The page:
The Largest Natural Buildings

Architects: the termites

By on June 20th, 2007 20:31 GMT
If you travel along the African or Australian or South American dry savannas, you will see from far away some strange constructions resembling the towers of a castle. The architects that build them are the termites, insects of the Isoptera, that live in colonies made of millions of individuals.

They are called also "white ants", but have nothing to do with the real ants (which are related to the wasps and bees); they are closer to...cockroaches. And termites emerged much before the ants, being more than 200 million years old, when dinosaurs had not even appeared. Today, they are found everywhere in warm and subtropical regions.

They number about 4,000 species, adapted to live hidden in their dark nests. The base of their diet is formed by cellulose, which they procure either from wood or dead grassy vegetation. They avoid the open spaces, as their body is soft, and termites are appreciated by many birds, mammals, reptiles and even...ants. There are large mammal species whose diet is based on insects, like the anteaters from tropical America or the African aardvark.

Inside a colony, like in ants, there are specialized castes, of soldiers and workers, and a pair of queen and king. Unlike ants, the workers and soldiers are sterile individuals of both sexes, not just females. Termite soldiers are armed with huge jaws, or can emit a sticky toxic substance (in South American species). They are all blind, but due to their highly developed olfactory sense and sensitivity for vibrations, they do their job very well. Inside the colony, individuals communicate using pheromones.

The workers build the nest, take care of queen, eggs and larvae, produce food and cultivate fungi. A termite queen is enormous compared to the other individuals: 30 times bigger than a worker, most of it being formed by the egg filled belly, which can reach 10 cm (4 inch) in length. She lays eggs continuously, about 30/minute. Being so large, she cannot move and she is fed by the workers. There is a small king that continues to mate with the queen for life (unlike in ants, where it dies after just one copulation). From time to time, an old queen is replaced by a young one.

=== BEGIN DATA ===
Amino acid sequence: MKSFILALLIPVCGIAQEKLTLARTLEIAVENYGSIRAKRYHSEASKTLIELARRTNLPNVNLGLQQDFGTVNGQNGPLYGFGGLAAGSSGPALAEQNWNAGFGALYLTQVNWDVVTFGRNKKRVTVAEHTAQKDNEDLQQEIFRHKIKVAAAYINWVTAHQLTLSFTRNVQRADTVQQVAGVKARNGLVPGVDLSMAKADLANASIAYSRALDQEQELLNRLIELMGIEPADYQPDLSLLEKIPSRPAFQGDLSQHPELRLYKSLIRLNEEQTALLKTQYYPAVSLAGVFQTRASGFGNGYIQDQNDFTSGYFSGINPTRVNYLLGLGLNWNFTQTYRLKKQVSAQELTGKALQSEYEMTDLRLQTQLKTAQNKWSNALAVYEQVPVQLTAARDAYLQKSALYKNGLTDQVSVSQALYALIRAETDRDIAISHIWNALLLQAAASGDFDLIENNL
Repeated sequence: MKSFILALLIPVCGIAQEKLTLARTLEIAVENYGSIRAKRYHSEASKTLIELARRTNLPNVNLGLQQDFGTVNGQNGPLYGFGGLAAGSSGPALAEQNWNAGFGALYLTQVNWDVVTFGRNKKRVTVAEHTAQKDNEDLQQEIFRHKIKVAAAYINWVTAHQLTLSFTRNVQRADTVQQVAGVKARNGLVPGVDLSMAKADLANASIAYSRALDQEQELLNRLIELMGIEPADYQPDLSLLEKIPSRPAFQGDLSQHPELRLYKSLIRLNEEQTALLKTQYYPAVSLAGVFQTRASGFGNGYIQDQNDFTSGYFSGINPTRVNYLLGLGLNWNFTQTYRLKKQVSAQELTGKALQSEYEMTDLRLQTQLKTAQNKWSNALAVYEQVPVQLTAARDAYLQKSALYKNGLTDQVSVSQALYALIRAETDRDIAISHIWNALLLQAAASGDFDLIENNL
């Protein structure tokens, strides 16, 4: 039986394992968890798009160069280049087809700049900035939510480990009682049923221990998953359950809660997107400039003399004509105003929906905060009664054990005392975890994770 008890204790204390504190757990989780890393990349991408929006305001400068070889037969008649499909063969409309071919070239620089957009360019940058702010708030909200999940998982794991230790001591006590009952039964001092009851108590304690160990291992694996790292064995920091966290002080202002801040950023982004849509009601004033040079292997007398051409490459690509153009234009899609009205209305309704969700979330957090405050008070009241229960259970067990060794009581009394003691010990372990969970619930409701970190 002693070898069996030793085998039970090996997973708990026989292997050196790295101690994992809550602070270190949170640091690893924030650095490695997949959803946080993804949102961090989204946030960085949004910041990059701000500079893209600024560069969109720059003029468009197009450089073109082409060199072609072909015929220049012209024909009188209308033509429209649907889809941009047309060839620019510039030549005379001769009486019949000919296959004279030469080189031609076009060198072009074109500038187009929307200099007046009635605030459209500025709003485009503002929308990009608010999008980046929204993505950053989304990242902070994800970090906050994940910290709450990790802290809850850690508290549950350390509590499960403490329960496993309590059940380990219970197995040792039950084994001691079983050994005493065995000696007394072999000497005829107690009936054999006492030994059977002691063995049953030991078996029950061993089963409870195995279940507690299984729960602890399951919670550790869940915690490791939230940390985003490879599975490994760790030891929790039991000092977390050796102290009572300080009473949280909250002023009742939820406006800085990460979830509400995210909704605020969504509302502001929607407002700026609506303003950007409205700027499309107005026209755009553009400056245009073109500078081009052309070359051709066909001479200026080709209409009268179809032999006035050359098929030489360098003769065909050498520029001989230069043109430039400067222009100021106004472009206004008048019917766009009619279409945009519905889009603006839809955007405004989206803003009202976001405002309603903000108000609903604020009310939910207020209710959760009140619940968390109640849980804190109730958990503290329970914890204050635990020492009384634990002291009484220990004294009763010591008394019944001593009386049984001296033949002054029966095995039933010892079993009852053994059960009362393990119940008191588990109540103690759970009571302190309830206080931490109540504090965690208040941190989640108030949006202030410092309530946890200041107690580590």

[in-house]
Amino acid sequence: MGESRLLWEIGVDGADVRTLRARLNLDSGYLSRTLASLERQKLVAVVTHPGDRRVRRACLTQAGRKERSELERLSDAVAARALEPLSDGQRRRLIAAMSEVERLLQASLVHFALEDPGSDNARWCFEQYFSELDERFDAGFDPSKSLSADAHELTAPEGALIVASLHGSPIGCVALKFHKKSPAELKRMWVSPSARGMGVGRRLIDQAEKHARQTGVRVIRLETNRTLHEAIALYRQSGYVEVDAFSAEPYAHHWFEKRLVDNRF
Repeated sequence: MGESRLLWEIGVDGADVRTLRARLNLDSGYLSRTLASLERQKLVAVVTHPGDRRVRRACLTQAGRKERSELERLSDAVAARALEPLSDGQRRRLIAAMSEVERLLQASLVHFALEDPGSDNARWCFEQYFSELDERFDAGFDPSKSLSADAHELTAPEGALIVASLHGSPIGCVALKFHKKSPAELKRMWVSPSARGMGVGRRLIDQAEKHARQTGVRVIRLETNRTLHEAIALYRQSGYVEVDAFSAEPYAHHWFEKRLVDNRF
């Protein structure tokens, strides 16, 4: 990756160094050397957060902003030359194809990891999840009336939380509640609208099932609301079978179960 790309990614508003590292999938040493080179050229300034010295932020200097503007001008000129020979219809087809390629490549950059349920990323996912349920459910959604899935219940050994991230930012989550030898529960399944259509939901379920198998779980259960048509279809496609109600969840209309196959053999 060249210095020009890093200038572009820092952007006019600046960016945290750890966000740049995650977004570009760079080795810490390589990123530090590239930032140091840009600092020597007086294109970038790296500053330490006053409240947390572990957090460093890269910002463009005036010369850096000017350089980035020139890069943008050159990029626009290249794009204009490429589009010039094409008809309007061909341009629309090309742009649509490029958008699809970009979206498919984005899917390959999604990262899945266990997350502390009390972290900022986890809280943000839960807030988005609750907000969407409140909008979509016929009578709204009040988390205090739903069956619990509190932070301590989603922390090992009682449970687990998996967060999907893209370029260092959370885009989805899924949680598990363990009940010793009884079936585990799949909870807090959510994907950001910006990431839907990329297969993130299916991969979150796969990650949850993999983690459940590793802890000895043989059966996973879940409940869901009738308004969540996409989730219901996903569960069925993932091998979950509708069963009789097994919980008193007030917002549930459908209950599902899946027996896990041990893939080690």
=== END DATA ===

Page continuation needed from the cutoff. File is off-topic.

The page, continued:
Workers are the main caste in the colony for the digestion of cellulose in food. They use for this flagellates (Protozoans) or bacteria (60% of all termite species). In the process, huge amounts of methane, a greenhouse effect gas, are produced.

But all studied termites can produce their own cellulose enzymes, and therefore can digest wood in the absence of their symbiotic microbes. Workers feed the other members of the colony (soldiers, queen, king) with substances derived from the digestion of plant material, either from the mouth or anus. Some termites cultivate fungi nourished by the excrements of the insects. The fungi are eaten by all the members of the colony.

Of all insects, and relative to their size, of all animals, termites build the largest and most elaborate nests. In the tropical areas they form mounds which can be 7.5 m (25 ft) tall (in Africa and Australia) and have up to 12 m (40 ft) in diameter. As termites are on average 1 cm (0.4 inch) long, if humans did something similar, they should build a building 1,400 m (4,600 ft) tall (!).